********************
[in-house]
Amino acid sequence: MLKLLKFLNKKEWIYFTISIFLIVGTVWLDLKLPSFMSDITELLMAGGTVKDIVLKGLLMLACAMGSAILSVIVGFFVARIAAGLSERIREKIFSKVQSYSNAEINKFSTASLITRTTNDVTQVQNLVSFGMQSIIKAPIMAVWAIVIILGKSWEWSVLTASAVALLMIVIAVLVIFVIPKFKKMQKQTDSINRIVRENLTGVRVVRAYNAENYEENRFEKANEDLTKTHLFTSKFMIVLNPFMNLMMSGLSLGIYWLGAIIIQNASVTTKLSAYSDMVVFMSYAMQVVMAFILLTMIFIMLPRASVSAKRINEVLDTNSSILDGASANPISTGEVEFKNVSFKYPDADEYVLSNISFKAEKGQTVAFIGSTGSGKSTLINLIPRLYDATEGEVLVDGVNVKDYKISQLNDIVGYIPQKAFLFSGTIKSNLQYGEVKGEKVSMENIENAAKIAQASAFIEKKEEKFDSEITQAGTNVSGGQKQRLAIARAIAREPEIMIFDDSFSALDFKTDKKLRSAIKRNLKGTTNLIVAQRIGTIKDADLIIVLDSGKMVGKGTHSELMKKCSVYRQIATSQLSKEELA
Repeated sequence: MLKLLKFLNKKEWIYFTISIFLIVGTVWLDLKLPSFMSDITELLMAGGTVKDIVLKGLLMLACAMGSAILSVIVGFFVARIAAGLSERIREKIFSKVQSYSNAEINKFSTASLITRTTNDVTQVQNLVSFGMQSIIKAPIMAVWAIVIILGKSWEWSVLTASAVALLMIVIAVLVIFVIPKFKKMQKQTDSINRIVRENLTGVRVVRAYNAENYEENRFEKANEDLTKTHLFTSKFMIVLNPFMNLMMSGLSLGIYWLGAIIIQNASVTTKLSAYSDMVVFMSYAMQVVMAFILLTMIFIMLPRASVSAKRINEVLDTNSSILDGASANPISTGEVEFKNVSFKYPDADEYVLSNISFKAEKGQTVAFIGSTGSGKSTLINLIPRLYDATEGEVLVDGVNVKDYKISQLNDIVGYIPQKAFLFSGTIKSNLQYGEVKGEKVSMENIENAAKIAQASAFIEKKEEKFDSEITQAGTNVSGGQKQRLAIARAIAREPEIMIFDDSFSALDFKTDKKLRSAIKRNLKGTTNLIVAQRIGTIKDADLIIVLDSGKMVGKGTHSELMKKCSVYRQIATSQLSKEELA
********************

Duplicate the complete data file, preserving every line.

[in-house]
Amino acid sequence: MLKLLKFLNKKEWIYFTISIFLIVGTVWLDLKLPSFMSDITELLMAGGTVKDIVLKGLLMLACAMGSAILSVIVGFFVARIAAGLSERIREKIFSKVQSYSNAEINKFSTASLITRTTNDVTQVQNLVSFGMQSIIKAPIMAVWAIVIILGKSWEWSVLTASAVALLMIVIAVLVIFVIPKFKKMQKQTDSINRIVRENLTGVRVVRAYNAENYEENRFEKANEDLTKTHLFTSKFMIVLNPFMNLMMSGLSLGIYWLGAIIIQNASVTTKLSAYSDMVVFMSYAMQVVMAFILLTMIFIMLPRASVSAKRINEVLDTNSSILDGASANPISTGEVEFKNVSFKYPDADEYVLSNISFKAEKGQTVAFIGSTGSGKSTLINLIPRLYDATEGEVLVDGVNVKDYKISQLNDIVGYIPQKAFLFSGTIKSNLQYGEVKGEKVSMENIENAAKIAQASAFIEKKEEKFDSEITQAGTNVSGGQKQRLAIARAIAREPEIMIFDDSFSALDFKTDKKLRSAIKRNLKGTTNLIVAQRIGTIKDADLIIVLDSGKMVGKGTHSELMKKCSVYRQIATSQLSKEELA
Repeated sequence: MLKLLKFLNKKEWIYFTISIFLIVGTVWLDLKLPSFMSDITELLMAGGTVKDIVLKGLLMLACAMGSAILSVIVGFFVARIAAGLSERIREKIFSKVQSYSNAEINKFSTASLITRTTNDVTQVQNLVSFGMQSIIKAPIMAVWAIVIILGKSWEWSVLTASAVALLMIVIAVLVIFVIPKFKKMQKQTDSINRIVRENLTGVRVVRAYNAENYEENRFEKANEDLTKTHLFTSKFMIVLNPFMNLMMSGLSLGIYWLGAIIIQNASVTTKLSAYSDMVVFMSYAMQVVMAFILLTMIFIMLPRASVSAKRINEVLDTNSSILDGASANPISTGEVEFKNVSFKYPDADEYVLSNISFKAEKGQTVAFIGSTGSGKSTLINLIPRLYDATEGEVLVDGVNVKDYKISQLNDIVGYIPQKAFLFSGTIKSNLQYGEVKGEKVSMENIENAAKIAQASAFIEKKEEKFDSEITQAGTNVSGGQKQRLAIARAIAREPEIMIFDDSFSALDFKTDKKLRSAIKRNLKGTTNLIVAQRIGTIKDADLIIVLDSGKMVGKGTHSELMKKCSVYRQIATSQLSKEELA